Background: Mesenchymal stem cells (MSCs) play a crucial role in hematopoietic development and have been shown to exert a powerful immunosuppressive effect. In this study, we investigated the effect of bone marrow MSC on the differentiation and function of peripheral blood monocytes into dendritic cells (DCs).
Methods: Human MSCs, generated from normal bone marrow, were added to peripheral blood monocytes stimulated in vitro with granulocyte-macrophage colony stimulating factor and interleukin-4 to become DCs. Monocytes were then examined for the expression of markers characteristic of DCs and their ability to stimulate allogeneic T cells. In addition, the effect of MSCs on the cell cycle of monocyte-derived DCs and the expression of various cell cycle proteins were analyzed by cytometric analysis and Western blotting with specific antibodies.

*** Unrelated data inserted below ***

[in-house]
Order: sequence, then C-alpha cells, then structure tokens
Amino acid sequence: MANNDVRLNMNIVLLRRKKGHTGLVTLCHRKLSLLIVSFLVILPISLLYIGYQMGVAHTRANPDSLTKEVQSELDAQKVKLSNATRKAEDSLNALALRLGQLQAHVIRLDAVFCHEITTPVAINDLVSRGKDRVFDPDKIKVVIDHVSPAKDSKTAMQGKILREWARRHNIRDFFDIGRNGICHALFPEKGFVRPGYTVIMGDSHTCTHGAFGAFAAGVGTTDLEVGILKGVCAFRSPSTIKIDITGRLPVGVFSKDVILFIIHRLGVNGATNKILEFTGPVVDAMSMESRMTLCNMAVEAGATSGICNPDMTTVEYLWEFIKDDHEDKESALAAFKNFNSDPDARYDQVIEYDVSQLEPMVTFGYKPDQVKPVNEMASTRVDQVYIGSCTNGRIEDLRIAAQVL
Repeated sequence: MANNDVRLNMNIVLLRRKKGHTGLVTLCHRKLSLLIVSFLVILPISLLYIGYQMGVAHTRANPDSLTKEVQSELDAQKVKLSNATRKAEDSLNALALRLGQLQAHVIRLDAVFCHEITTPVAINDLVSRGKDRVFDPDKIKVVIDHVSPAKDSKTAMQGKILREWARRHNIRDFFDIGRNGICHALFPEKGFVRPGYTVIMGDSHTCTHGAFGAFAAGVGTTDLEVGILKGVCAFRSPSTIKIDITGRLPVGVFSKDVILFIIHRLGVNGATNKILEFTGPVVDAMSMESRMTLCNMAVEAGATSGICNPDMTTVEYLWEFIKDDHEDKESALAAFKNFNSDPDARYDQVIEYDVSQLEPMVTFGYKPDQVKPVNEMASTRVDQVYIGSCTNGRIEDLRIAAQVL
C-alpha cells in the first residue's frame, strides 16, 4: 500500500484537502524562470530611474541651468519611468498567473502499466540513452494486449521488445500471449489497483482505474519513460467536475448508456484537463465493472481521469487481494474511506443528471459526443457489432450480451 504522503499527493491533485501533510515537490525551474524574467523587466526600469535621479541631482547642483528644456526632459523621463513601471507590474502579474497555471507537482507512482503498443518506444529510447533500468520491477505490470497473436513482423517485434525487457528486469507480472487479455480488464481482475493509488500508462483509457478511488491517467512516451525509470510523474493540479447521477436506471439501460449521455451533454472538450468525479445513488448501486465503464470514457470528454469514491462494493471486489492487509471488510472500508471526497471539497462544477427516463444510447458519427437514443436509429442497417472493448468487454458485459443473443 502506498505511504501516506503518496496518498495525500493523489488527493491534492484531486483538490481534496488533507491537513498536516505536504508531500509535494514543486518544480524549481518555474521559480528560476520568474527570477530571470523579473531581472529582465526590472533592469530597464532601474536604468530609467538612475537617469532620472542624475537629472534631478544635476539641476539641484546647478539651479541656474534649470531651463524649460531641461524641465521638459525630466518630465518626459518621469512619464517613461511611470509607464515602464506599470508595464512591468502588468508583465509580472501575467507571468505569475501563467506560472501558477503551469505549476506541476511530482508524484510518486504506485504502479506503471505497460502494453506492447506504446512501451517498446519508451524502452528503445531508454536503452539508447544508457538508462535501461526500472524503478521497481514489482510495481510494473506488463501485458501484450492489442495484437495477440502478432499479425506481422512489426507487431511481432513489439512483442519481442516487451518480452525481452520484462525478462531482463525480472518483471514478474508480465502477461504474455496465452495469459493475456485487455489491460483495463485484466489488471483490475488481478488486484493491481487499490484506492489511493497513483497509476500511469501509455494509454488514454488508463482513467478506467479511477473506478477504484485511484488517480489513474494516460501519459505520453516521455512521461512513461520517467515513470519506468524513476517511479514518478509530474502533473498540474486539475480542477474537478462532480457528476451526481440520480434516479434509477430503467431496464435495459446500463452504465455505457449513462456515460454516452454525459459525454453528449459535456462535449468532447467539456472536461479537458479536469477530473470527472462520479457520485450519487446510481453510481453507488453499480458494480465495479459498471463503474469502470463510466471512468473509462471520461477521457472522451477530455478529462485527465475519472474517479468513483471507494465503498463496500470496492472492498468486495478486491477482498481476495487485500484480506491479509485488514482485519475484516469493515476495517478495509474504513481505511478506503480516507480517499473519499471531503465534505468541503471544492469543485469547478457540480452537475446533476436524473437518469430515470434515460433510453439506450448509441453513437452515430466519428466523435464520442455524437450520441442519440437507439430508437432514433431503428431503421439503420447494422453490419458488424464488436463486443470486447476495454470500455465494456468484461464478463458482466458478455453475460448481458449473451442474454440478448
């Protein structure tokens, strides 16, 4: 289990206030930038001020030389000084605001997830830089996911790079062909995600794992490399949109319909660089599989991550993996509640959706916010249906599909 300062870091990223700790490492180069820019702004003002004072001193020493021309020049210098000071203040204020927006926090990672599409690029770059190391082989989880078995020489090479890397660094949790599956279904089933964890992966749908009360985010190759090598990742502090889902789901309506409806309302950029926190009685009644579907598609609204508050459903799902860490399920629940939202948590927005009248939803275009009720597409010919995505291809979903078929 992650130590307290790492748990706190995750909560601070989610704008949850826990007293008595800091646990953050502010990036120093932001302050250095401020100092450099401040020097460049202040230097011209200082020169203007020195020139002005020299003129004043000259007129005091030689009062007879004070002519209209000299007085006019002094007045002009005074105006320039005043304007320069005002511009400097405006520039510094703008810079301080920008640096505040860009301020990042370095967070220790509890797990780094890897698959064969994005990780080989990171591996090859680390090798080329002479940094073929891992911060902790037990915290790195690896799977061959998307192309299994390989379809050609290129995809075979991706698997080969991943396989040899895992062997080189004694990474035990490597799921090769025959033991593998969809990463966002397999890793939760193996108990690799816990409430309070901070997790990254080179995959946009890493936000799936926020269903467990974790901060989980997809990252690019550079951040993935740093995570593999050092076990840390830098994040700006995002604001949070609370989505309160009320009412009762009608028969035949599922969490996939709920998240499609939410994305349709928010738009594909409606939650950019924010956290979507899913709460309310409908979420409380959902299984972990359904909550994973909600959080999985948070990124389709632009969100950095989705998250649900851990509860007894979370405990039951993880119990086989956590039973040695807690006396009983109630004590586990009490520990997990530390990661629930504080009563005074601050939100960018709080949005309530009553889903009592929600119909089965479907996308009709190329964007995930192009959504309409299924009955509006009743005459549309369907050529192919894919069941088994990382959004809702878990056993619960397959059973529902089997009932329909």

Results: MSCs blocked the differentiation of monocytes into DCs and impaired their antigen-presenting ability. This resulted from a block of monocytes from entering the G1 phase of the cell cycle with a progressive number of cells accumulating in the G0 phase. Cyclin D2 was downregulated. However, differently from what was observed in T-cells stimulated in the presence of MSCs, the expression of p27 was found decreased, suggesting the involvement of similar but not identical pathways.
Conclusions: We conclude that MSCs impair monocyte differentiation and function by interfering with the cell cycle. These findings imply that MSC-induced immunosuppression might be a side product of a more general antiproliferative effect.